Tuesday, 11 May 2010

Alright my lover (Somerset chicken casserole with steamed curly kale and warm potato salad)

There's more to cider than 14 year olds sitting in a park.

Cider, even the good stuff, is cheaper than wine, and it's nice to cook with. I've already extolled the virtues of pork and cider, but it also goes well with poultry, making this dish a nice alternative to coq au vin. Braising chicken in it also helps to keep the breasts moist. The curly kale has a really fresh, peppery flavour that cuts through the rich sauce, and the Jersey Royal potatoes are a nice light alternative to mash. My mate Adam Rulewski joined me for this one and he gave me the tip of adding the star anise, which enhances the meaty flavour. This recipe should serve four people.

Ingredients (casserole):
  • 1 whole chicken, 1.5kg, jointed - you can ask your butcher to do this for you but make sure the breast meat is still on the bone.
  • 2-3 red onions (depending on the size)
  • 2 rashers of bacon
  • 1 star anise (optional)
  • 2 440ml cans of Magner's Irish Cider (any decent cider will do, don't use Strongbow etc)
  • About 300ml chicken stock (preferably homemade)
  • 4 streaky bacon rashers
  • 4 thyme sprigs (I didn't use 4 but I would if I had them available :P)
  • 5 sage leaves
  • 2 bay leaves
  • 5 garlic cloves, smashed and peeled but left whole
  • Splash of Worcestershire sauce
  • Salt and freshly ground black pepper
  • Small bowlful of flour
  • 2 tbsps olive oil
And for the accompaniments:
  • 4 generous handfuls each of curly kale and Jersey Royal potatoes
  • Salt and pepper
  • A handful of chives
  • 4 knobs of butter
  1. Pre-heat a large casserole on a high heat and put the potatoes in a saucepan with some salted cold water.
  2. Season the flour well and coat the chicken pieces in it. When the pan has heated up, add some olive oil. You want it to have started smoking. Add the chicken pieces in batches as you don't want to stew them; they should sizzle vigorously on contact. If they don't, remove them immediately and let the pan get hotter before reintroducing them. Brown them for 2-3 minutes on all sides so that they go a nice golden brown colour, then remove them to a plate.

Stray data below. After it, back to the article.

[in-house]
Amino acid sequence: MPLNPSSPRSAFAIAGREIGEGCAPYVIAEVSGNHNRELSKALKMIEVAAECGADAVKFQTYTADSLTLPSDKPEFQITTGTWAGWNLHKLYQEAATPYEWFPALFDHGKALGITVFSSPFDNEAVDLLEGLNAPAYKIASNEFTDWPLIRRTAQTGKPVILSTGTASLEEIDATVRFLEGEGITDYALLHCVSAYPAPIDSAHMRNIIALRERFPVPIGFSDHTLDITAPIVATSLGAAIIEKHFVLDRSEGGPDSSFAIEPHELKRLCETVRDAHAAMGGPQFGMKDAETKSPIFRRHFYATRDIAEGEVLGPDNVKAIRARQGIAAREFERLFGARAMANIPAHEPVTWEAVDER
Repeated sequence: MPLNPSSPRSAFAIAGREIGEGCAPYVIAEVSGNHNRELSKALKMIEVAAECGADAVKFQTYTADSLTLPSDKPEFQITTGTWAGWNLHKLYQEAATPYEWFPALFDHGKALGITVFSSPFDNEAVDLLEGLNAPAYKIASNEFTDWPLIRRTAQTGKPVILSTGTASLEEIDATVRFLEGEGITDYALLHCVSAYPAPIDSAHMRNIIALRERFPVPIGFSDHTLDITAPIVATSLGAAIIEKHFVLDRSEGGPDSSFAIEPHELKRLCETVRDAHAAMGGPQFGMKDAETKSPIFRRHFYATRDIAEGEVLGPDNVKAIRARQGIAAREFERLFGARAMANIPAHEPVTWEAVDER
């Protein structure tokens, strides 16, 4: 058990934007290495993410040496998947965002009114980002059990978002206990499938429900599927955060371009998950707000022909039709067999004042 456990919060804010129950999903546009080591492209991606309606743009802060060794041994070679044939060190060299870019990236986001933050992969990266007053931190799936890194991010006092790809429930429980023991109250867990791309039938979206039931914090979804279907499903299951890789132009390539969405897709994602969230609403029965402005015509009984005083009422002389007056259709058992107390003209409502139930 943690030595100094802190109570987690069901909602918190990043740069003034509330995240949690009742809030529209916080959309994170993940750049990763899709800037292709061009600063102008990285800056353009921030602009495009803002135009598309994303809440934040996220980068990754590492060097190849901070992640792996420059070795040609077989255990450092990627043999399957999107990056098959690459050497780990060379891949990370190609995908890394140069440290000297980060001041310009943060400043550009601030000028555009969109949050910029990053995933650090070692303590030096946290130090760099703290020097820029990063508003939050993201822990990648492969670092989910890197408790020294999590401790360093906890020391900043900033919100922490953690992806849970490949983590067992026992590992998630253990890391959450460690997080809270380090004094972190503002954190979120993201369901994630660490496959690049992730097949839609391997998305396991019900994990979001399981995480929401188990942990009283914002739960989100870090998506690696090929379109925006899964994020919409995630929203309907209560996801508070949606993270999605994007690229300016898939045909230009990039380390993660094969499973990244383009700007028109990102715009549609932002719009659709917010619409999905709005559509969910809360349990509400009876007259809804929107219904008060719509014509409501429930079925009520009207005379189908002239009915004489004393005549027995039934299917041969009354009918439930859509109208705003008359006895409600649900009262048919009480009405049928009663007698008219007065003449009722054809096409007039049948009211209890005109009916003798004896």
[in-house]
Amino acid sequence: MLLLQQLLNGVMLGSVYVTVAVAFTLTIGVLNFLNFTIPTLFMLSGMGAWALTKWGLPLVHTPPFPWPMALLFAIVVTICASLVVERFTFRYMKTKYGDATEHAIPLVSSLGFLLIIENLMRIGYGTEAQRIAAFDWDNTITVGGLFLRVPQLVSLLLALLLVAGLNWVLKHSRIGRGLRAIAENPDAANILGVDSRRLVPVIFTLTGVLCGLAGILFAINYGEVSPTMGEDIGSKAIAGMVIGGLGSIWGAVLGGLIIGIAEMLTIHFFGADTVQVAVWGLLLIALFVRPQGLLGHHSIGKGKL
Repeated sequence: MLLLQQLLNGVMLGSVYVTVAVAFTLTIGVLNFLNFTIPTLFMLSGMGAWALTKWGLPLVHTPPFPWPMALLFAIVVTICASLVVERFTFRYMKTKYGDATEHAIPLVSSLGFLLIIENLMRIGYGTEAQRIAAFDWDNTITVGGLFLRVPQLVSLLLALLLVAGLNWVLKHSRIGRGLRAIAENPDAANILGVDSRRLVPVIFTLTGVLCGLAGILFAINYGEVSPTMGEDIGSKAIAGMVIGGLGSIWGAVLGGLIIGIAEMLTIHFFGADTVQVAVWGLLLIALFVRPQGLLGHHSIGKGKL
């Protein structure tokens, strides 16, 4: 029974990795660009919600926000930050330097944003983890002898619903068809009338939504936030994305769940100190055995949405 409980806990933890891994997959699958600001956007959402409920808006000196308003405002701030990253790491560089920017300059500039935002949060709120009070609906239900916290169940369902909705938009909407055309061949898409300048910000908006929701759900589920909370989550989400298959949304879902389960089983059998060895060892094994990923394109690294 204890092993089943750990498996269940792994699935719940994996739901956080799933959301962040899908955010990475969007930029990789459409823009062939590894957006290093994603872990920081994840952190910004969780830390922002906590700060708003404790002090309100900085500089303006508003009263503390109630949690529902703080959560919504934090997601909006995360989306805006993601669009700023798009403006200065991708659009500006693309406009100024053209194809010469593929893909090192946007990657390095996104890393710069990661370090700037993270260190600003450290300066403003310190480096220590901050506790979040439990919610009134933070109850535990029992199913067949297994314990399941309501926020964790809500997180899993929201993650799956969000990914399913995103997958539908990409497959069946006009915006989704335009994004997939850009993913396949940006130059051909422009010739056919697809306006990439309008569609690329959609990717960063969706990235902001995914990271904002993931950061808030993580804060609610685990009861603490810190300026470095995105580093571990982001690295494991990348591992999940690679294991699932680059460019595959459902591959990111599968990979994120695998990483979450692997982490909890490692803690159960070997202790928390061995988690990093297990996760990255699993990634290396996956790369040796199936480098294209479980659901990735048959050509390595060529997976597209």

3. Meanwhile, chop the bacon into lardons and slice the onions into half-moons. When the chicken has all been browned, lower the heat to medium (if you're using an electric hob it might be easier to take it off the heat for a bit to help the temperature reduce quickly), add the bacon lardons to the pan, then add the onions, garlic and herbs and salt and pepper.
  4. Fry it all in the pan for about 15 minutes until the onions have softened, then put the chicken back in and add the cider. Boil it until it's reduced by about one third, then add enough chicken stock to almost cover the chicken. Bring it to the boil again, then reduce it to a simmer, add the star anise, cover the pan and let it heat through for about 40 minutes, stirring occasionally.
  5. Once this is going on you might want to think about starting the boiling process for your potatoes if you're using an electric hob. You want to boil them for about 15 minutes until they're tender. To steam the curly kale, put a metal colander on top of the potato saucepan, add the kale and then cover it with kitchen foil; you only want to steam the kale for about 5 minutes so that it retains its texture and flavour.
  6. When the potatoes are cooked, turn the heat off/down to very low (for electric/gas hobs respectively) and let the water evaporate for about a minute, jiggling the pan around a bit to stop them from sticking, then add some butter and crush them lightly with a fork - don't mash them. Season the potatoes with salt and pepper, add some finely chopped chives and mix it all up.
  7. When you dish up, serve generous portions, and scoop up the bacon and onions from the bottom of the casserole when adding the gravy. I recommend a nice cold glass of cider with the casserole.

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